Flachowsky, G., Chesson, A., Aulrich, K., 2005. Animal nutritional with feeds from genetically modified plants.   Arch. Anim. Nutr. 59, 1–40.

Brown NM and Setchell KDR (2001). Animal models impacted by phytoestrogens in commercial chow:  implications for pathways influenced by hormones.  Laboratory Investigation 81:735–747.

Hartnell GF, ILSI, 2007. Best practices for the conduct of animal studies to evaluate crops genetically modified for output traits. International Life Sciences Institute International.  Washington, DC. www.ilsi.org/NR/rdonlyres/D84A9349-AC08-4CA2-BAC8-B79EBE92FC41/0/OutPutTraitsFinalforWeb.pdf

Marshall A (2007). GM soybeans and health safety—a controversy reexamined Nature Biotech. 25:981-987.

Cromwell G, ILSI, 2003. Best practices for the conduct of animal studies to evaluate crops genetically modified for input traits. International Life Sciences Institute International. Washington, DC. www.ilsi.org/NR/rdonlyres/4A2F7C13-B4AA-4BC9-AEDE-696B4B72E3C4/0/BestPracticesGuidelines.pdf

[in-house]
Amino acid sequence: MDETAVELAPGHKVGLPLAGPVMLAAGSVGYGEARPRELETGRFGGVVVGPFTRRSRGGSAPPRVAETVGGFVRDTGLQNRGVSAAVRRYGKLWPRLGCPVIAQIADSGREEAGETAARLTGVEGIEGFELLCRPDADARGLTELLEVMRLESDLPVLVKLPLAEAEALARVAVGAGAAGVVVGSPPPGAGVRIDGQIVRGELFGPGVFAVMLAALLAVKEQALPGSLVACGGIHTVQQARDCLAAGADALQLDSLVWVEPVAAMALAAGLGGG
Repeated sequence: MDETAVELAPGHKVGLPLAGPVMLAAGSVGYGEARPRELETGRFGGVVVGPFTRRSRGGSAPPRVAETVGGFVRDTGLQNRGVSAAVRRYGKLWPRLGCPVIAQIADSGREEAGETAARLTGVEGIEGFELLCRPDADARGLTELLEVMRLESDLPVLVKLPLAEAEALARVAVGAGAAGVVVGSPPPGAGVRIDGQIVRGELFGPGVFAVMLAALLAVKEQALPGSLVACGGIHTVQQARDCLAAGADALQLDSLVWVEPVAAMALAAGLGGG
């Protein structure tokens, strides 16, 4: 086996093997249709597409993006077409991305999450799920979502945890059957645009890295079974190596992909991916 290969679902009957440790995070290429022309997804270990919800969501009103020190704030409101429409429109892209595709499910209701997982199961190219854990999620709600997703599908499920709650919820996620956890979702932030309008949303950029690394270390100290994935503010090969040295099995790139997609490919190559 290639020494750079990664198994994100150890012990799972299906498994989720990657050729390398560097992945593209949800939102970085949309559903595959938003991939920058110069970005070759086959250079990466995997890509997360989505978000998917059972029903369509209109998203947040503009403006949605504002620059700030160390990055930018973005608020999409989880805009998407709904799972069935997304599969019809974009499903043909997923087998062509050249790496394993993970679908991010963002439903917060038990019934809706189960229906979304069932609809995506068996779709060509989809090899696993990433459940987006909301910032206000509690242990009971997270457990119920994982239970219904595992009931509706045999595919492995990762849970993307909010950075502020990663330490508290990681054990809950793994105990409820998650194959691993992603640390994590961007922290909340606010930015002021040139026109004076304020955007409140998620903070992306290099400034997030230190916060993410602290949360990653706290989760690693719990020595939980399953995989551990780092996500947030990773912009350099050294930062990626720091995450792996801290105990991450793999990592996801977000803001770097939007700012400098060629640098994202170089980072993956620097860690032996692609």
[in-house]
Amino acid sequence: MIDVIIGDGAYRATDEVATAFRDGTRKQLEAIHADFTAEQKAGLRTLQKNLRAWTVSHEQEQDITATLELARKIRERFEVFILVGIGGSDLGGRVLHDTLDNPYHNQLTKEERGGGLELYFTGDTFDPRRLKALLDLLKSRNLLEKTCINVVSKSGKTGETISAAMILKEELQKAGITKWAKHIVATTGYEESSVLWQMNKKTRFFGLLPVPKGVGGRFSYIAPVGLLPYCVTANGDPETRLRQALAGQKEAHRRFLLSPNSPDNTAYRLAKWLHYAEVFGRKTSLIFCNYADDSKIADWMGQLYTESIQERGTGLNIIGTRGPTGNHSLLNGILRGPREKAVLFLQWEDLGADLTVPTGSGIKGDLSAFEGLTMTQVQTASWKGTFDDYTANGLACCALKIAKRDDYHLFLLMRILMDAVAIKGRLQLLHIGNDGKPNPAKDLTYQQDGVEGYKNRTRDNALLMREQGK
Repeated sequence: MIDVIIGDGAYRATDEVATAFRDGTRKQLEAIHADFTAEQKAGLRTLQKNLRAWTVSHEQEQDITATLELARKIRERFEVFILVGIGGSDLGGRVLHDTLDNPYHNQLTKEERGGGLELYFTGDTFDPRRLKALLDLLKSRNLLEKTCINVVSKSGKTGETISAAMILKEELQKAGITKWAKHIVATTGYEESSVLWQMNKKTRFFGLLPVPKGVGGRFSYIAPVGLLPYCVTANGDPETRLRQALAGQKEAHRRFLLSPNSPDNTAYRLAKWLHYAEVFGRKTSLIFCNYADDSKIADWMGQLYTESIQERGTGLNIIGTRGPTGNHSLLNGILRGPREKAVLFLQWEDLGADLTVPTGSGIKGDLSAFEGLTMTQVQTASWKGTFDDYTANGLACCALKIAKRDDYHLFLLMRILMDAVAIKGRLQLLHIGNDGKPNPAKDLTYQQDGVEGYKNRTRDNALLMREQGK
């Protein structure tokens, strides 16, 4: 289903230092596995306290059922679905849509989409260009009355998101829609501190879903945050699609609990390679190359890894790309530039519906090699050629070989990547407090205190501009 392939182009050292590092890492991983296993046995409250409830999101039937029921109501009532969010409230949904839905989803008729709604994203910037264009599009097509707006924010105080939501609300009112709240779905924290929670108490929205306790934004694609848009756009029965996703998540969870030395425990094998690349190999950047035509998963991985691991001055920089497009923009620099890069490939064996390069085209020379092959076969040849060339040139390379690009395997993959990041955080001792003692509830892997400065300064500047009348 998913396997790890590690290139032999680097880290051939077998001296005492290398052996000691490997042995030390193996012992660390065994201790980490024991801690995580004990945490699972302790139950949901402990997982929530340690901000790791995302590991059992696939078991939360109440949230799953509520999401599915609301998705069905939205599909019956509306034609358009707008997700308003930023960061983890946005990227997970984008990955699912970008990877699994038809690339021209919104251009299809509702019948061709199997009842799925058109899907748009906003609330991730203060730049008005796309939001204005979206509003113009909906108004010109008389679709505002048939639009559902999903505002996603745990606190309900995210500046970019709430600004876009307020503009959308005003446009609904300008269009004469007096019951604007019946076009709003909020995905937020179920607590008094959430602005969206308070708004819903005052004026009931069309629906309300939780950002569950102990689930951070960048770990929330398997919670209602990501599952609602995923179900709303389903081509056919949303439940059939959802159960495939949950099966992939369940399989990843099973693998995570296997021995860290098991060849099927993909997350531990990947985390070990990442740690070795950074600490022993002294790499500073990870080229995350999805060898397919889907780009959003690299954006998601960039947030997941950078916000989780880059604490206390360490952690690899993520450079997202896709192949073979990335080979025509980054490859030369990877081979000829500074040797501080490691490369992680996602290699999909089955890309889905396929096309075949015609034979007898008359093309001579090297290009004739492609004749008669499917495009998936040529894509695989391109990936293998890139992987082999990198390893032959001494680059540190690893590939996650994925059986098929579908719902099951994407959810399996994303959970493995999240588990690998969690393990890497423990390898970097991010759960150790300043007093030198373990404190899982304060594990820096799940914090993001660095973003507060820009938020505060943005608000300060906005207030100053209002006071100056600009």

Thigpen JE, Setchell KDR, Saunders HE, Haseman JK. 2004. Selecting the appropriate rodent diet for endocrine disruptor research and testing studies.  ILAR Journal. 45:401-416

Genetic Roulette Falsely Claims:
Mice fed Roundup Ready soy had liver-cell problems.
  1. The liver cells of mice fed Roundup Ready soybeans showed significant changes.
  2. Irregularly shaped nuclei and nucleoli, an increased number of nuclear pores, and other changes all suggest higher metabolism and altered patterns of gene expression
  3. The key changes may be in response to a toxin.
  4. Most of the effects disappeared when GM soy was removed from the diet.

Feeding mice Roundup Ready soybeans exhibited changes in liver cell shape and structure that resembled the effect of a toxin; removing the GM soybeans from the diet reversed the effect.